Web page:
Education charities' concern over school entry changes
Proposed changes to school admissions procedures could make the system less fair, education charities have said.
They agree change is needed but fear safeguards that ensure fairness, such as the powers of adjudicators and local scrutiny forums, will be eroded.
The Advisory Centre for Education said the changes could lead to a "watered down code".
The government said the simplified code would be fair while making admissions easier for schools and parents.
At present, a detailed code prevents schools cherry-picking the brightest or wealthiest pupils.
About one in five children applying to state secondary schools in England do not get their first choice.
However, complex admission criteria can be used such as a child's religion, how far they live from a school or if they have siblings already attending.
Ministers want to simplify what they describe as confusing procedures, and a draft paper is due to be published.
Schools adjudicators, who ensure admission policies are legal, have found schools breaking the code in around half the cases looked at, and can force schools to alter their admissions policies.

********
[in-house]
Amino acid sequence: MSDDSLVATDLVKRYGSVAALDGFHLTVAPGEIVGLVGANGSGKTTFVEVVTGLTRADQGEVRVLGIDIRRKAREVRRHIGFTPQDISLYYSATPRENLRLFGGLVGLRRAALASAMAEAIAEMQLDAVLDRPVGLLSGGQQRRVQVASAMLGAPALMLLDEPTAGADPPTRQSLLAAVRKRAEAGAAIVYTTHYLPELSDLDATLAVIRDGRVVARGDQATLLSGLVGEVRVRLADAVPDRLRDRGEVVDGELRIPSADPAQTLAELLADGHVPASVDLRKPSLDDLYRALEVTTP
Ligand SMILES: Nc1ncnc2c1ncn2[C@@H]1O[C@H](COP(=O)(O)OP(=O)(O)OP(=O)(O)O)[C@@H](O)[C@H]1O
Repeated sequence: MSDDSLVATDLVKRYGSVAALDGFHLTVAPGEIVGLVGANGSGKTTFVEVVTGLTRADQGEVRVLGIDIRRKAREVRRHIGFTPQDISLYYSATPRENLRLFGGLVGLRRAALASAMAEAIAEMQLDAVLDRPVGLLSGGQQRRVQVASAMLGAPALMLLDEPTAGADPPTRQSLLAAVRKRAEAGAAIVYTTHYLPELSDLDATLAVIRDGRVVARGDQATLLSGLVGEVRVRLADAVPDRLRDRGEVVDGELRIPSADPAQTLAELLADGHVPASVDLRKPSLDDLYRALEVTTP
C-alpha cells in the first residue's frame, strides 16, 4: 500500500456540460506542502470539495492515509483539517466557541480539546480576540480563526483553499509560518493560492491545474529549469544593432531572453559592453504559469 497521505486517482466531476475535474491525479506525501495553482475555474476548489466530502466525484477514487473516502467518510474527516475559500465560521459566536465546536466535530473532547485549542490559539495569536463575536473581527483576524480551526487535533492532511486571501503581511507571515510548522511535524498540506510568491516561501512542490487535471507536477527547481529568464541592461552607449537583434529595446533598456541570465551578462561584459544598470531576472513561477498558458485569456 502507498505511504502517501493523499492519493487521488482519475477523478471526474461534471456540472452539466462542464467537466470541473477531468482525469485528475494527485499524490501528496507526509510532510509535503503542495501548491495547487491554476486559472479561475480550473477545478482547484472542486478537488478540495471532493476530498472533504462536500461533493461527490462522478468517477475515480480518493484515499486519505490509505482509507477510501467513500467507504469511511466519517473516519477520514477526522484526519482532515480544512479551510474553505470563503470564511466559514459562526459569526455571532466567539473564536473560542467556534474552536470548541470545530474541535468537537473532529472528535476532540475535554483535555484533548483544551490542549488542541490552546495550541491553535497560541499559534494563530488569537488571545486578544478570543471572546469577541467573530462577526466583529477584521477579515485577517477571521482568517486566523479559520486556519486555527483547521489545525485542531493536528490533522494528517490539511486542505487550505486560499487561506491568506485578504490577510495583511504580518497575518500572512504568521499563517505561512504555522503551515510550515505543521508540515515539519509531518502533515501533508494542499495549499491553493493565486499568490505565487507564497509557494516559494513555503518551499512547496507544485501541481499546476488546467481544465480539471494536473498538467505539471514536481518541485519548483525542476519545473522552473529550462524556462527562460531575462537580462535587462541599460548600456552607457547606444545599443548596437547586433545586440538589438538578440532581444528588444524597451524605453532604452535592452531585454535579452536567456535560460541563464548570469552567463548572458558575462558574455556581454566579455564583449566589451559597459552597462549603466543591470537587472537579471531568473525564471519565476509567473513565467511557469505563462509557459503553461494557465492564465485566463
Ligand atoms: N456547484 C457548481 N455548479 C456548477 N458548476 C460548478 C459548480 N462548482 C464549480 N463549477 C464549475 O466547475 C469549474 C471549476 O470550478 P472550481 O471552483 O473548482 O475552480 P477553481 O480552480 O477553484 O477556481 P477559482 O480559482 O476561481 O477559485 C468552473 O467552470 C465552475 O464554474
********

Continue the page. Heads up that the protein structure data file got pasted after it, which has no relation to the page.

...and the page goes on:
Charities fear that could change under the government's plans.
Sam Murray of the Advisory Centre for Education is concerned simplifying the code might water it down, meaning recent changes that have made the system fairer and more transparent might be lost.
"In effect the simplified code could be at the expense of fairness," she said.
Curbing the adjudicators' powers and reducing local scrutiny are among the changes expected, but some groups want the process simplified even further.
Professor Sheila Lawlor, of the Politeia think tank, said: "It's a step in the right direction.
"I welcome driving the process down to school and parents - that is where it needs to be, but it needs to go further.
"We need to take local authorities out of the admission procedures so parents can apply directly to the school, so they make that decision in concert with the teachers of that school - that's what matters."
The government said its reforms would bring higher standards and better choice.
A spokesman said: "We want to improve discipline, give greater freedom to heads, attract the best graduates to teaching, expand academies, set up new schools and we will not hesitate to step in to turn around weak schools.
"Only when every school is considered a good school will we start to remove the anxiety parents suffer when choosing a school for their child."